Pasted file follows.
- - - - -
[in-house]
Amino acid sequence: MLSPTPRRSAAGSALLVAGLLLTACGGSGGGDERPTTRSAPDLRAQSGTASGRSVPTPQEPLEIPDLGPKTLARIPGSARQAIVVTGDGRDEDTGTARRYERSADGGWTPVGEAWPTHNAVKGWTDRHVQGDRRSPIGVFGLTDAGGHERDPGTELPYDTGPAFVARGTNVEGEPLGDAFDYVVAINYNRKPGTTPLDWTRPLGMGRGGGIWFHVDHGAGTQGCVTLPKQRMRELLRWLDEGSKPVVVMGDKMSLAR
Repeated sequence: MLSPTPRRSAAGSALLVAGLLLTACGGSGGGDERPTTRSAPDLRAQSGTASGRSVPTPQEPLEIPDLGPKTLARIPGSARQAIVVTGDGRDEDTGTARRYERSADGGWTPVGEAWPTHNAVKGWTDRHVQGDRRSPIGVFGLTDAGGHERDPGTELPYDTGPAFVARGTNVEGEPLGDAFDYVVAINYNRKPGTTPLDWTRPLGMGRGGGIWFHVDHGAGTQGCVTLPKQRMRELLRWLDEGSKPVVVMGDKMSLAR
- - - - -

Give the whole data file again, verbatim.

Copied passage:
[in-house]
Amino acid sequence: MLSPTPRRSAAGSALLVAGLLLTACGGSGGGDERPTTRSAPDLRAQSGTASGRSVPTPQEPLEIPDLGPKTLARIPGSARQAIVVTGDGRDEDTGTARRYERSADGGWTPVGEAWPTHNAVKGWTDRHVQGDRRSPIGVFGLTDAGGHERDPGTELPYDTGPAFVARGTNVEGEPLGDAFDYVVAINYNRKPGTTPLDWTRPLGMGRGGGIWFHVDHGAGTQGCVTLPKQRMRELLRWLDEGSKPVVVMGDKMSLAR
Repeated sequence: MLSPTPRRSAAGSALLVAGLLLTACGGSGGGDERPTTRSAPDLRAQSGTASGRSVPTPQEPLEIPDLGPKTLARIPGSARQAIVVTGDGRDEDTGTARRYERSADGGWTPVGEAWPTHNAVKGWTDRHVQGDRRSPIGVFGLTDAGGHERDPGTELPYDTGPAFVARGTNVEGEPLGDAFDYVVAINYNRKPGTTPLDWTRPLGMGRGGGIWFHVDHGAGTQGCVTLPKQRMRELLRWLDEGSKPVVVMGDKMSLAR